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The Day After Tomorrow (Warning: Contains Plot Spoilers)

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Anybody seen this movie yet?

I really don't see what all the initial fuss ("This Is the Movie the Bush Administration Doesn't Want You to See") was about. This was just one rip-snorter of a disaster movie, not a political statement........although the character of the Vice President could have been at least partially based on Dick Cheney, if only because he was so hard-nosed. Global warming was merely the catalyst for a lot of bizarre and entertaining weather phenomena which were impressive, if not very realistic (tornadoes taking out the Capitol Records building in LA?? The Statue of Liberty buried up to the chest in snow and ice?). And it was cool to see the father and son reunited against all odds, as well as the emergence of hundreds of survivors who, if this had been real, would have been buried under hundreds of feet of snow along with about 180 million other northern U.S. residents.

All in all, it was a helluva ride, and I'm glad I got to see it on the big screen........but a commentary on environmental policy it wasn't, and if anyone in the Bush administration is truly worried about people changing their votes based on this movie, they're more paranoid than is healthy for anyone in a position of power!

:)

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i think it is interesting to read the climate scientist's responses. basically they say they enjoyed it as entertainment but of course ridiculled the "physics". however the up part is that thier field has never had so much public attention and they feel that they are finally getting some of the real warnings through.

the real reason that this film was unpopular with the bush administration is that it shines light on the fact that it was that admin that pulled out of signing the kyoto protocols.

http://www.newscientist.com/news/news.jsp?id=ns99994888

the world's no.1 science & technology news servicedots400.gif scientists stirred to ridicule ice age claims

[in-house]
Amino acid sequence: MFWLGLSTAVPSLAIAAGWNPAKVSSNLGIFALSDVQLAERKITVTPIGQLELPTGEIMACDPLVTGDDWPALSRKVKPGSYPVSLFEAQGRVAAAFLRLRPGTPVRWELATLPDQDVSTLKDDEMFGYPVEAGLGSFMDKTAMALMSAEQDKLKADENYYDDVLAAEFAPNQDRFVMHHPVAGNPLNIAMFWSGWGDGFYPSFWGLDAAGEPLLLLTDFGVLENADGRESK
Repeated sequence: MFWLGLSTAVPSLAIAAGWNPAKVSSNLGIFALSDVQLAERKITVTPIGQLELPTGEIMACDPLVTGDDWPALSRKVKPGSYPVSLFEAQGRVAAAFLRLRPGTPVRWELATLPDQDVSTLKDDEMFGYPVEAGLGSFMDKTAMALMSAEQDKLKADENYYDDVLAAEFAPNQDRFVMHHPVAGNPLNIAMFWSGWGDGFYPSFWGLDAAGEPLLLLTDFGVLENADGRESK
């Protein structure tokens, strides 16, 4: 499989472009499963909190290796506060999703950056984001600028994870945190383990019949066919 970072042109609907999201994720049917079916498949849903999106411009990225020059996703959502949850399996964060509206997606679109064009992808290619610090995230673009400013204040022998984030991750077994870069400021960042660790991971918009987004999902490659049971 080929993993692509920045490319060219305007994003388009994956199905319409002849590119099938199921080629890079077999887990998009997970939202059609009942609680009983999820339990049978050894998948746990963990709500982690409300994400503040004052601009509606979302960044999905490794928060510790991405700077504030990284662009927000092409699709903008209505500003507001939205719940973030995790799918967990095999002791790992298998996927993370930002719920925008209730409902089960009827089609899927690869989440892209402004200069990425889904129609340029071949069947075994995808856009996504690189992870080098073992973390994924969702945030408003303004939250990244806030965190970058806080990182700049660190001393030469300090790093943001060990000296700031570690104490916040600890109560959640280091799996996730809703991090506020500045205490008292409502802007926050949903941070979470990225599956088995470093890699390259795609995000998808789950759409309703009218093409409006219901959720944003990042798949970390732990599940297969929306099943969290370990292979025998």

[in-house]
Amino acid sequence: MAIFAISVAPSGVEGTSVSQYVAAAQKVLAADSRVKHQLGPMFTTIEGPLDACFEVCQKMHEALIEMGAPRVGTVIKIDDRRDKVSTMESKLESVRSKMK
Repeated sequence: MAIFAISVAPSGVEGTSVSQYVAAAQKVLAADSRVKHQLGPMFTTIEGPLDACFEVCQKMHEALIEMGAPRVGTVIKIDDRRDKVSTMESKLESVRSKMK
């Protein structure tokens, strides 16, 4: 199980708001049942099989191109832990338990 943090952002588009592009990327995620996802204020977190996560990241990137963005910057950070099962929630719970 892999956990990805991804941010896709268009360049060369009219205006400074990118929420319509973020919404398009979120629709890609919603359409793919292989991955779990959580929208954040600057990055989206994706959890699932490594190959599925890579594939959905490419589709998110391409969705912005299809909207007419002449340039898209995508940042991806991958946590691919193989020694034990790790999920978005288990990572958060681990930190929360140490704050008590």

19:00 15 april 04 newscientist.com news service climate scientists have been stirred to ridicule claims in an upcoming hollywood blockbuster that global warming could trigger a new ice age, a scenario also put forward in a controversial report to the us military.

the $125-million epic, the day after tomorrow, opens worldwide in may. it will show manhattan frozen solid after the warm ocean current known as the gulf stream shuts down.

the movie's release will come soon after a report to the us department of defense (dod) in february predicting that such a shutdown could put the northern hemisphere into a deep freeze and trigger global famine within 15 years.

but in the journal science on thursday, andrew weaver of the university of victoria in british columbia, canada, surveys the current research and concludes "it is safe to say that global warming will not lead to the onset of a new ice age".

salty water

the dod's doomsday scenario, which is very similar to that in the film, was drawn up by peter schwartz and doug randall of the san francisco-based global business network. neither is a climate scientist.

the scenario suggests that as global warming melts arctic ice packs, the north atlantic will become less salty. this would shut down a global ocean circulation system that is driven by dense, salty water falling to the bottom of the north atlantic and that ultimately produces the gulf stream.

this much is respectable scientific theory, and some researchers believe it could happen for real in 100 years or so. but the film-makers and dod authors go further.

they say it could happen very soon. and that if it did, the northern hemisphere would cool so much that that ice sheets would start to grow, creating a catastrophic new ice age.

this is too much even for sympathetic climatologists. stefan rahmstorf of the potsdam institute for climate impact research in germany, whose own models say the gulf stream could shut down within a century, told new scientist: "the dod scenario is extreme and highly unlikely."

achilles heel

and wallace broecker of columbia university, new york, us, who has warned for two decades that the atlantic circulation is "the achilles heel of our climate system", seriously questions both the speed and severity of the changes proposed.